Pass Book is a new app aimed at simplifying the increasing use of on-phone e-tickets, passes and store cards. Instead of having to find a ticket, pass or card within its specific app, Pass Book unifies all of those tickets in to a single area with an easy-to-navigate interface.
Not only that, but these tickets can be GPS activated. For instance, the purchase of a movie ticket online can lead to that ticket being available right from the lock screen one you reach the cinema for which it was purchased. Similarly, a Starbucks customer card will appear when you are in Starbucks. Simply slide the lock screen option to unlock and go straight to the ticket or card in question.
Updates to these passes, such as a change of arrival gate for a plane ticket, will also send notifications that will allow users to jump straight to the ticket and view the changes themselves.
This is the kind of thing that we can see becoming exceptionally handy over the next few years as e-commerce increases in daily life.
Do Not Disturb
This new setting has a lot of people talking about it, but we’re not sure how often it will be used in the long run. Do Not Disturb mode can be activated through the settings menu. Basically it’s kind of a way of turning your phone off without turning it off. All notifications are disabled and as a result the screen does not light up, no sounds are made and vibration is cut off. The best thing about this setting is that you can set DND mode to still allow notifications from specific people or sources, or between certain hours. It’s a useful-sounding function, but like we said we’re not sure how many people will continue using it after the initial new-toy period wears off simply because it’s activated in the Settings menu; somewhere that users tend to not go too often.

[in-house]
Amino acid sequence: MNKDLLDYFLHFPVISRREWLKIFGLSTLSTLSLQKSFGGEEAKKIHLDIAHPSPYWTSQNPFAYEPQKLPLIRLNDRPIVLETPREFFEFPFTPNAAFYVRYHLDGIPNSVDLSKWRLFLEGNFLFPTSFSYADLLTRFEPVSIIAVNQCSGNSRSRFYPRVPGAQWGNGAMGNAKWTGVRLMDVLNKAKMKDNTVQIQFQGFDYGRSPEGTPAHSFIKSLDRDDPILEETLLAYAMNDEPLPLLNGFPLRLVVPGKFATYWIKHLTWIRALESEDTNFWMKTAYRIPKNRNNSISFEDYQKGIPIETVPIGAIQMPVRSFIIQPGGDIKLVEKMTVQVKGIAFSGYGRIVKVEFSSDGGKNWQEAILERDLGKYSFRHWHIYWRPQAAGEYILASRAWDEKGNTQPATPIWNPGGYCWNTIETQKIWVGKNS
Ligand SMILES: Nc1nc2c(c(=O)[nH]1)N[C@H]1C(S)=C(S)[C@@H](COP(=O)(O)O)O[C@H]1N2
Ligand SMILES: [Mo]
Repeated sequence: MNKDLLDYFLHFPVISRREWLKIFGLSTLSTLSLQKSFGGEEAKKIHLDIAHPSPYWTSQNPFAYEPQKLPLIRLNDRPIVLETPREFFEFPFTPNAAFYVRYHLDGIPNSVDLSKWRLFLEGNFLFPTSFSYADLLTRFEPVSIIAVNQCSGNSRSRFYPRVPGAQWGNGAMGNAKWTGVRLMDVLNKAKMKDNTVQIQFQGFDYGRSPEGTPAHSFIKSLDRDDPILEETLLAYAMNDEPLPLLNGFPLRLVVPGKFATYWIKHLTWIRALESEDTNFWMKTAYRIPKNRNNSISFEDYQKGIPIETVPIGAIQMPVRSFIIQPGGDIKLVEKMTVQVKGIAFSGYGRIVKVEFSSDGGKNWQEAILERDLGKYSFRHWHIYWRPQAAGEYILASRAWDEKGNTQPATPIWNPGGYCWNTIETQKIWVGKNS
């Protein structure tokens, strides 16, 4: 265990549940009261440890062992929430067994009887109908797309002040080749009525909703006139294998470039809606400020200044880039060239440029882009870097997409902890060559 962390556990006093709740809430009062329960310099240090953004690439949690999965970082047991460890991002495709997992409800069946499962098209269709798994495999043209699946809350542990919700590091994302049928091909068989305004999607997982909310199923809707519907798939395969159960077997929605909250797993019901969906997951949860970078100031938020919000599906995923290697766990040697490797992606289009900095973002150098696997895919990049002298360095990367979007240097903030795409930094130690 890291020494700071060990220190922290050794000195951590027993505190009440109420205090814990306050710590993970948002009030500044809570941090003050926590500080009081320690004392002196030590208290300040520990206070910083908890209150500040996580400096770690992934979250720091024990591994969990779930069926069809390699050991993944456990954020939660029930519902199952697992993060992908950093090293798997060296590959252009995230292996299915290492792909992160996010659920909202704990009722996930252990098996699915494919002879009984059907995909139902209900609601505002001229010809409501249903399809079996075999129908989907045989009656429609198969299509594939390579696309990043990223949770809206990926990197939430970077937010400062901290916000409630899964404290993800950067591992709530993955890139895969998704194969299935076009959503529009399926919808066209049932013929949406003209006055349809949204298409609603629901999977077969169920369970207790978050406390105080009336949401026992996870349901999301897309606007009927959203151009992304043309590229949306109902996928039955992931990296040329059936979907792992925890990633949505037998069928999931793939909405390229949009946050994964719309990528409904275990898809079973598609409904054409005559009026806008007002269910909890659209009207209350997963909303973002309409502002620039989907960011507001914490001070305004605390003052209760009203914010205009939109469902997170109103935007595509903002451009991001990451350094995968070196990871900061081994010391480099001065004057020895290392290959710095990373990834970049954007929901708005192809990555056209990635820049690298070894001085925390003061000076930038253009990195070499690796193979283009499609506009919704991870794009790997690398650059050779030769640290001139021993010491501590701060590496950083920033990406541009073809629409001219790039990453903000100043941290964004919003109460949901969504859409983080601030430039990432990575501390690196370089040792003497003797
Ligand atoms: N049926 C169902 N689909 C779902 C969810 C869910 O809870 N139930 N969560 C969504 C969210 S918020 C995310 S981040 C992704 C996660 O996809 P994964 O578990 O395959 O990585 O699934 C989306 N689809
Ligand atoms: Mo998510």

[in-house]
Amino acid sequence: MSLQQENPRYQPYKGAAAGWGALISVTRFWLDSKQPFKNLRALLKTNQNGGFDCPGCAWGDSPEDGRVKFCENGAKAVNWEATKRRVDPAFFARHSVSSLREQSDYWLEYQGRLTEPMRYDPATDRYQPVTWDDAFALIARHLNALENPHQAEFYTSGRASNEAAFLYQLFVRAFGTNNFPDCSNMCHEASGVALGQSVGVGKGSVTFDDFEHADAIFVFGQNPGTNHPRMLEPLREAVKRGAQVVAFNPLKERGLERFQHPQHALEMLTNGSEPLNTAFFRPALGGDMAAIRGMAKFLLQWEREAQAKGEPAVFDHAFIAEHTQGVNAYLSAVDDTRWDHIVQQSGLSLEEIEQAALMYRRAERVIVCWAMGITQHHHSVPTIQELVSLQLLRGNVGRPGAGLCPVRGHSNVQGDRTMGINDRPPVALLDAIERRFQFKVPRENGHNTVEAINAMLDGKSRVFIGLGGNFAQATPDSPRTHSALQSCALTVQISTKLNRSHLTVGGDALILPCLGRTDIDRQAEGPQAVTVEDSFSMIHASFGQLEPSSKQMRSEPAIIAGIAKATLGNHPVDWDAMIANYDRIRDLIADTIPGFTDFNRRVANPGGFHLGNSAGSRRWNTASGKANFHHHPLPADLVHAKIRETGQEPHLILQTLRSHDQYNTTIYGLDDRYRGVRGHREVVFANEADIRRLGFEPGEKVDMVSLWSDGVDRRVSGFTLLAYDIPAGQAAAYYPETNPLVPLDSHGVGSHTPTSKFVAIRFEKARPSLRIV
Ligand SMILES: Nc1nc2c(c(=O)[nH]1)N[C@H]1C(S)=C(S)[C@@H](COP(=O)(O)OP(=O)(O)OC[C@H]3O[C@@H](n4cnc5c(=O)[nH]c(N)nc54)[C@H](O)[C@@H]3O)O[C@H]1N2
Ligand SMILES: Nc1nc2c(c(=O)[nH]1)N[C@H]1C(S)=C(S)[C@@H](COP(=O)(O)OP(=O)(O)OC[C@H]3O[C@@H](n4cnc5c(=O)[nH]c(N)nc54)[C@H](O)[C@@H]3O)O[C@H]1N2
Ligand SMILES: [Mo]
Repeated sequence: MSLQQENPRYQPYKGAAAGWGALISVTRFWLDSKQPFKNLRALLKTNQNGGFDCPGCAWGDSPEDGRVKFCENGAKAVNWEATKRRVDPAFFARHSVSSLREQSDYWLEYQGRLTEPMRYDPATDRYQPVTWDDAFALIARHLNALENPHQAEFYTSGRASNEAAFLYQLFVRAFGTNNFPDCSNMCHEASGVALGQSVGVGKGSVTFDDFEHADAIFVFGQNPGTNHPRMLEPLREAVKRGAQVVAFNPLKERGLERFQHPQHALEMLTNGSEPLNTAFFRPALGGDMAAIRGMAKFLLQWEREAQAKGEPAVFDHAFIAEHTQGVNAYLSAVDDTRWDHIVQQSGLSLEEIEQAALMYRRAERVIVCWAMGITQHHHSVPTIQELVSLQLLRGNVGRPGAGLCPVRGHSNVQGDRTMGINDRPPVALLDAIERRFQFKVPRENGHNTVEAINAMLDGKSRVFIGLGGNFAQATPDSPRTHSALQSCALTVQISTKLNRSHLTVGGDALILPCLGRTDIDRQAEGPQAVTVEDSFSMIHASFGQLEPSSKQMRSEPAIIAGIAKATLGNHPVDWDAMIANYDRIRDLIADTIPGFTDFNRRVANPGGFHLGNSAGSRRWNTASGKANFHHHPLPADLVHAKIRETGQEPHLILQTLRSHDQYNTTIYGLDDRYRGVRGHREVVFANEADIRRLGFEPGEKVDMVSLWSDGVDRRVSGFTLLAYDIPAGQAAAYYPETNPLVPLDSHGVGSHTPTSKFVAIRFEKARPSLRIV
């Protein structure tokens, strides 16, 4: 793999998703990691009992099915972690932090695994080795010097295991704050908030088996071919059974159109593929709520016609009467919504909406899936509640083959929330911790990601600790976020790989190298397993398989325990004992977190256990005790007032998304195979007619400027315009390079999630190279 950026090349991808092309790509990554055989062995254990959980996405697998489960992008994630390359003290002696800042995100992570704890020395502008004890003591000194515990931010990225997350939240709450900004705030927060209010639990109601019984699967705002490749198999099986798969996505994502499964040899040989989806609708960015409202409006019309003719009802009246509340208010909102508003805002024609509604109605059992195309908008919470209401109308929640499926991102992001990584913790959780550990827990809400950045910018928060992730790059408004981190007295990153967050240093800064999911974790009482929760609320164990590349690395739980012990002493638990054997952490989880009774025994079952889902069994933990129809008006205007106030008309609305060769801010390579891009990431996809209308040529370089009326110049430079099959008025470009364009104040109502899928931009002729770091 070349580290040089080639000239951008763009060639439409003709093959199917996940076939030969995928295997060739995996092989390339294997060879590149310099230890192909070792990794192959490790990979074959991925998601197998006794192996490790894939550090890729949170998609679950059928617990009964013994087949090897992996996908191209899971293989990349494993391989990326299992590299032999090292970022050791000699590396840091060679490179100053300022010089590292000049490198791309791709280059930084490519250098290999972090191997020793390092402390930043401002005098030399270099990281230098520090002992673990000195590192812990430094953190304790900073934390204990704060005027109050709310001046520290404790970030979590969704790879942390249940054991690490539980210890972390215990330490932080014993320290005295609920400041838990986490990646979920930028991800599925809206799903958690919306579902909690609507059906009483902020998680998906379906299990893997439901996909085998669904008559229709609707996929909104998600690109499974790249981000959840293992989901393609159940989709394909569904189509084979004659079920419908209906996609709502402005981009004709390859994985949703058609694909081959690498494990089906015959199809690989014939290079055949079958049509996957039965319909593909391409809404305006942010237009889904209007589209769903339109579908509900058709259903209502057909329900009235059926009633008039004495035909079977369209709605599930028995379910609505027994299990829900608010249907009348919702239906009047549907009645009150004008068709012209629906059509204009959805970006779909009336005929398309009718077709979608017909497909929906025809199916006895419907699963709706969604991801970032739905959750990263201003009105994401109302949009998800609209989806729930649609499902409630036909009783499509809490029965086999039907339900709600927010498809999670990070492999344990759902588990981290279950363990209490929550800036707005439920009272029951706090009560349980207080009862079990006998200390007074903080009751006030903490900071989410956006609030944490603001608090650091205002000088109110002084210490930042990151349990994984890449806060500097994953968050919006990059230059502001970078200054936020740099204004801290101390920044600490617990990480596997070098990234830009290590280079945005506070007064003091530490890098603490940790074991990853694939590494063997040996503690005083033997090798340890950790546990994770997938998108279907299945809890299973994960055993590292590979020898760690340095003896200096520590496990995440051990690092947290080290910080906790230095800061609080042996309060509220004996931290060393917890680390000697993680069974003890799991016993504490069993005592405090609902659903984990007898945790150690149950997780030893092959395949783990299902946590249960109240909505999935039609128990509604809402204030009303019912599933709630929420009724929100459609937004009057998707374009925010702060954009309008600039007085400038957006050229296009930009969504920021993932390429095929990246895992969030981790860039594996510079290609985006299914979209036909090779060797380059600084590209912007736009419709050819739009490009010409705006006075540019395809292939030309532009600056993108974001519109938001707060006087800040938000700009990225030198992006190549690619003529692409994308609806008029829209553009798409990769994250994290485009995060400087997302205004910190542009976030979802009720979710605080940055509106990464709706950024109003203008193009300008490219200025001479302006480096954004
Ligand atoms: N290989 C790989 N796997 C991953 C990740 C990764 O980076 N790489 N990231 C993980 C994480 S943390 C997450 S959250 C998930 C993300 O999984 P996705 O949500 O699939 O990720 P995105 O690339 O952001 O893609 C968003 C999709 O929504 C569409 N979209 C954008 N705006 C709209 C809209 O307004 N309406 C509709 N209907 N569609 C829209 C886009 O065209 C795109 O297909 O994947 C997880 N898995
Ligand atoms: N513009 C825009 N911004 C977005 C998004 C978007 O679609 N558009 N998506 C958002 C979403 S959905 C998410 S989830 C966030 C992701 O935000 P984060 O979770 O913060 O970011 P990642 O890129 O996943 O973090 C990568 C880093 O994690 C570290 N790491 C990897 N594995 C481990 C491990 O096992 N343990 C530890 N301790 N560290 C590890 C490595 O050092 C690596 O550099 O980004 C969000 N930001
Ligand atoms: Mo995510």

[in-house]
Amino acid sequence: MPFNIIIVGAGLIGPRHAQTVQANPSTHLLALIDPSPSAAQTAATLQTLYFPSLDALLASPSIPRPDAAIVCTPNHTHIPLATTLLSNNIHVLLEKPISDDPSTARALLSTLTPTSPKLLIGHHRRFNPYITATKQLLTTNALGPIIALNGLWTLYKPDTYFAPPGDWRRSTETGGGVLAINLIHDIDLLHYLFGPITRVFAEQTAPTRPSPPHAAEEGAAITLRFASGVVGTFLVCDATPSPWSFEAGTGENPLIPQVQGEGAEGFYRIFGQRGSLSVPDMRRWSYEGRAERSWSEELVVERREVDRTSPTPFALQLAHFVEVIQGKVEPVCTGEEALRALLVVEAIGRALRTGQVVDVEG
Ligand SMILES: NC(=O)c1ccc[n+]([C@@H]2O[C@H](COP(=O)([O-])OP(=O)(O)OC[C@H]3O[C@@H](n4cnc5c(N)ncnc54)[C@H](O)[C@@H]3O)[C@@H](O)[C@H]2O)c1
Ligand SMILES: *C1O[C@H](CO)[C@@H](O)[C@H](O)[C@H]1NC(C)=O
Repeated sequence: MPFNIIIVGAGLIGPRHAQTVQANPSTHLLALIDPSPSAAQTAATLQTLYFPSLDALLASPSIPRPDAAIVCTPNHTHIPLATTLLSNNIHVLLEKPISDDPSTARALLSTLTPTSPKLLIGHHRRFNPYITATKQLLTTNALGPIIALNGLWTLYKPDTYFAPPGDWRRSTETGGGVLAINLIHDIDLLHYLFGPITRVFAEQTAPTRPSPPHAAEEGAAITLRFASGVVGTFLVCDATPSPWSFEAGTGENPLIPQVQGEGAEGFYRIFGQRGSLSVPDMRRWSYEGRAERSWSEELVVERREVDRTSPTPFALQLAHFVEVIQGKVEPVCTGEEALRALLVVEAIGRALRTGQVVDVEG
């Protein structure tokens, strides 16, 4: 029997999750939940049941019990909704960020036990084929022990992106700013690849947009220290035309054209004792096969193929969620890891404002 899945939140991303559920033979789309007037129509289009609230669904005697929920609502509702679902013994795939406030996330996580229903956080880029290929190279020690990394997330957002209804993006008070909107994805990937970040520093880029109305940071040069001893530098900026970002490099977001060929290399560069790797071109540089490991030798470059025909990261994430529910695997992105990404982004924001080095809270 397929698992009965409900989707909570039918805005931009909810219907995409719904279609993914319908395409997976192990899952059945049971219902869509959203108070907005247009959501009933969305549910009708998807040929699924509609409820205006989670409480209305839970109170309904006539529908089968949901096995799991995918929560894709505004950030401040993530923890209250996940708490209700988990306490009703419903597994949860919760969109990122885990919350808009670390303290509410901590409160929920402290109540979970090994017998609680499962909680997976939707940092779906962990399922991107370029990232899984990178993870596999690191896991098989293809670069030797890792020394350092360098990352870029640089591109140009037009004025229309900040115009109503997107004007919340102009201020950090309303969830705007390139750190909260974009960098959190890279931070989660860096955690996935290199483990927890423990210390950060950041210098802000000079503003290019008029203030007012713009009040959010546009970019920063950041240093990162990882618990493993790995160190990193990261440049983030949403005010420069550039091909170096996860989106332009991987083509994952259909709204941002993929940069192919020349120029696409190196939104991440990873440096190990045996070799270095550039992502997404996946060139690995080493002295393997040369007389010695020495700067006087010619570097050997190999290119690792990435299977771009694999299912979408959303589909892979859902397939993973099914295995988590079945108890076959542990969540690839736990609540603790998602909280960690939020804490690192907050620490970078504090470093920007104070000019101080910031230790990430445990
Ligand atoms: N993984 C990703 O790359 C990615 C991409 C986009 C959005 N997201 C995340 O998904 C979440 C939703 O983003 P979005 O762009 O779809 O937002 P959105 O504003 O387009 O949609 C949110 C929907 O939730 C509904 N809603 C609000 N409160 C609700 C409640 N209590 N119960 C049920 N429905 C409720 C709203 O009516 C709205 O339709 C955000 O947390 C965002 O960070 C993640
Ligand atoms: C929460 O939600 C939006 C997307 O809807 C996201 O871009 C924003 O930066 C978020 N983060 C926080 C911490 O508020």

FaceTime will not be available over mobile networks and not restricted to WiFi. This is probably not something that most users will benefit from, as it would require a pretty strong 3G connection to work effectively. It’s most likely an indicator that the next iPhone will finally come sporting 4G LTE connectivity.
Safari has seen some nice updates that help to meld the iOS and Mac OSX experiences more seamlessly. The most notable of which is that your Apple account’s recent browsing history can now be accessed from any of your iOS devices at the click of a button. This is a pretty handy feature that we can see users with multiple Apple products picking up quickly.
VIPs have been added to mail. These are people that you manually select to be a VIP. Emails from VIPs have the same notification system as an SMS, ensuring that you get them as soon as possible. There has also been a VIP mail box added to the inbox.
All in All
That’s about it for the big changes. We think that iOS6 sounds like a pretty positive step in the right direction for Apple. Apple Maps in particular has us intrigued, not only because it sounds like it could compete with Google Maps but also because it represents the death of the last major bit of functionality for which Apple was reliant on Google. Android seems to have been slowing down slightly of late, almost as if it has reached a point where its open-source nature is beginning to become burdensome. Apple, on the other hand, is finally reaching a point where it has enough resources to simply provide its own solid services at every layer of iOS functionality. iOS6 may not seem like a big update at first, but we think it might be tough for Android and Windows Phone to compete with iOS6 and whatever the next iPhone will be called.